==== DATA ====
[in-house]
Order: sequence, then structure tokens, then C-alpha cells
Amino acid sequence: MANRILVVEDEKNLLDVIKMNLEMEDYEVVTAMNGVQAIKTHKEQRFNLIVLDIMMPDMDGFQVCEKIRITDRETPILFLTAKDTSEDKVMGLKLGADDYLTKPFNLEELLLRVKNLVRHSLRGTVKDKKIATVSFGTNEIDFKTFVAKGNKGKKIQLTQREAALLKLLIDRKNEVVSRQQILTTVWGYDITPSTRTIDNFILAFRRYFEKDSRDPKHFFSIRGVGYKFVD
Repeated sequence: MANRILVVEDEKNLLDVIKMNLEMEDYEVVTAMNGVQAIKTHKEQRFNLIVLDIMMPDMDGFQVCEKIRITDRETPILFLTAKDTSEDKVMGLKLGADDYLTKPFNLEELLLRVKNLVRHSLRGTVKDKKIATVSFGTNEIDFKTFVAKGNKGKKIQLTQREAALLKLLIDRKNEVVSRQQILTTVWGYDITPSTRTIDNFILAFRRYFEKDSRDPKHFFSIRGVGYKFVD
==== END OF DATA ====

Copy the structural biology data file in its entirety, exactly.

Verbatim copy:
[in-house]
Order: sequence, then structure tokens, then C-alpha cells
Amino acid sequence: MANRILVVEDEKNLLDVIKMNLEMEDYEVVTAMNGVQAIKTHKEQRFNLIVLDIMMPDMDGFQVCEKIRITDRETPILFLTAKDTSEDKVMGLKLGADDYLTKPFNLEELLLRVKNLVRHSLRGTVKDKKIATVSFGTNEIDFKTFVAKGNKGKKIQLTQREAALLKLLIDRKNEVVSRQQILTTVWGYDITPSTRTIDNFILAFRRYFEKDSRDPKHFFSIRGVGYKFVD
Repeated sequence: MANRILVVEDEKNLLDVIKMNLEMEDYEVVTAMNGVQAIKTHKEQRFNLIVLDIMMPDMDGFQVCEKIRITDRETPILFLTAKDTSEDKVMGLKLGADDYLTKPFNLEELLLRVKNLVRHSLRGTVKDKKIATVSFGTNEIDFKTFVAKGNKGKKIQLTQREAALLKLLIDRKNEVVSRQQILTTVWGYDITPSTRTIDNFILAFRRYFEKDSRDPKHFFSIRGVGYKFVD